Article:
Vital exhaustion (VE) predicts a first myocardial infarction (MI) and new cardiac events after a coronary angioplasty. To explore potential underlying pathophysiological mechanisms, we tested whether VE is associated with more pronounced diurnal variations in hemostasis.
Blood was drawn from 29 VE and 30 control males, all healthy and nonsmokers, to assess hemostatic measures at 7:00 AM and 6:00 PM.
All measures of fibrinolysis were in their normal range and showed significant diurnal variations. These variations were more pronounced in VE as all fibrinolytic measures were significantly higher in VE at 7:00 AM and similar to those of controls at 6:00 PM, thus supporting our hypothesis with respect to fibrinolysis. Diurnal decreases in tPA and tPA-PAI ranged from 1.5 (VE) to 1.3 (controls), whereas the diurnal decrease in PAI-1 was more than fourfold in VE and 2.7-fold in controls. This suggests a decreased fibrinolytic capacity in VE during the early morning. All coagulation measures were in their normal range, and prothrombin fragment 1+2 (F1+2), thrombin-antithrombin complexes, and activated factor VII showed significant diurnal variations. These variations were similar in VE and control individuals, thus not supporting our hypothesis with respect to coagulation. Finally, F1+2 and fibrinogen were both significantly higher throughout the day in VE.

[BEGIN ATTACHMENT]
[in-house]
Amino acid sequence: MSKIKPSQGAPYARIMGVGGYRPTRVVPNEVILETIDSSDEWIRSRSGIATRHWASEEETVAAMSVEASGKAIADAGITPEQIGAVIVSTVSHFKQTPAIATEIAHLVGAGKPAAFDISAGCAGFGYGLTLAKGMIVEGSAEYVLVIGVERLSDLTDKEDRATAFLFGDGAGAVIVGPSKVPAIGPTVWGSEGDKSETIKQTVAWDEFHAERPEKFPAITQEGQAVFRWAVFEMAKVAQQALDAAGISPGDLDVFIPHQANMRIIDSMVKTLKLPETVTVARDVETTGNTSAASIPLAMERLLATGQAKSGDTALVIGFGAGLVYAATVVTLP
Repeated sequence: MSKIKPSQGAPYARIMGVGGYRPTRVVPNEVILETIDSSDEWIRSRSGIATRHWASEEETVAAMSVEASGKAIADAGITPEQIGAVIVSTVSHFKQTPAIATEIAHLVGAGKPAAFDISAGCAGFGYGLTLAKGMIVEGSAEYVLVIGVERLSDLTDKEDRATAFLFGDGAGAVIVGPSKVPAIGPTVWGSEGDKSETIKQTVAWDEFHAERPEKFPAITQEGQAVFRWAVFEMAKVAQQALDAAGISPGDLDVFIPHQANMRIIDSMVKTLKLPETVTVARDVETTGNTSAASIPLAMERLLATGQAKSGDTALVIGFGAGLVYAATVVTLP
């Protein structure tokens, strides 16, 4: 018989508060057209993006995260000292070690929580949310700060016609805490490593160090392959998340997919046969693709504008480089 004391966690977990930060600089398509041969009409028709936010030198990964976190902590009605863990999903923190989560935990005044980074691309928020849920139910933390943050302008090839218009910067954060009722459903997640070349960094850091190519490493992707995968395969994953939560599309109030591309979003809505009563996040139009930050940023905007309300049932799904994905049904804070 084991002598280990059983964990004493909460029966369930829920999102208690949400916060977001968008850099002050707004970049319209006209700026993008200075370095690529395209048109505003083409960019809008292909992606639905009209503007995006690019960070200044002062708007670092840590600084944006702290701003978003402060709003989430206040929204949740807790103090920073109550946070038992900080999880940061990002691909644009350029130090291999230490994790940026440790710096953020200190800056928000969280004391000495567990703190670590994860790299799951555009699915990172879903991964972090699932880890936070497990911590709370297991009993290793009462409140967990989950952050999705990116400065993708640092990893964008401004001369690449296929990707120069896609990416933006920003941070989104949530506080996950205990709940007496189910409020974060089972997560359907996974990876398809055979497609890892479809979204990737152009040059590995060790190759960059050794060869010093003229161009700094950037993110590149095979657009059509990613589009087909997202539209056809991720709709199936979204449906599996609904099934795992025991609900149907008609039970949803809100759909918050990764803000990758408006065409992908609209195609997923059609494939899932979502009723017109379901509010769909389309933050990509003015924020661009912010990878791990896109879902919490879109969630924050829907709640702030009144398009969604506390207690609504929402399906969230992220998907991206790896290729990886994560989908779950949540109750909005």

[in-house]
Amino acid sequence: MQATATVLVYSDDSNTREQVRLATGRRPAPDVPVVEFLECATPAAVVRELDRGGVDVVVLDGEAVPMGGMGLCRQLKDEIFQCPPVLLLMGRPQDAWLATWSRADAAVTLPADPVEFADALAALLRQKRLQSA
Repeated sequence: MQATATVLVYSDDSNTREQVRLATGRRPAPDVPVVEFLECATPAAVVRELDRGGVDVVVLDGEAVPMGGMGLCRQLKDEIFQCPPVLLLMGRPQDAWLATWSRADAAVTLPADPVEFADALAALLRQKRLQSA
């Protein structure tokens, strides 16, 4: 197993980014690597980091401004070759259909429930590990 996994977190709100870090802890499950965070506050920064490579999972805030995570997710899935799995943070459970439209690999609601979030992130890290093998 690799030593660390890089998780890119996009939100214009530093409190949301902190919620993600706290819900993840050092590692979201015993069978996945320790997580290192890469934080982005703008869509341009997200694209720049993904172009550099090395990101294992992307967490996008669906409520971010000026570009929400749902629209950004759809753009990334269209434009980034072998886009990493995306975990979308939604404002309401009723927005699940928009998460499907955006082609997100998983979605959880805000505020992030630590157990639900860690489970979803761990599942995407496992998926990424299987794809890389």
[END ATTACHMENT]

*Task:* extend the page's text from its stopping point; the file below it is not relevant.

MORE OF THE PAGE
VE is associated with decreased early morning fibrinolysis and increased fibrinogen levels throughout the day. These hemostatic changes may promote thrombus formation and provide a potential pathophysiological mechanism by which VE is related to MI and its circadian variation.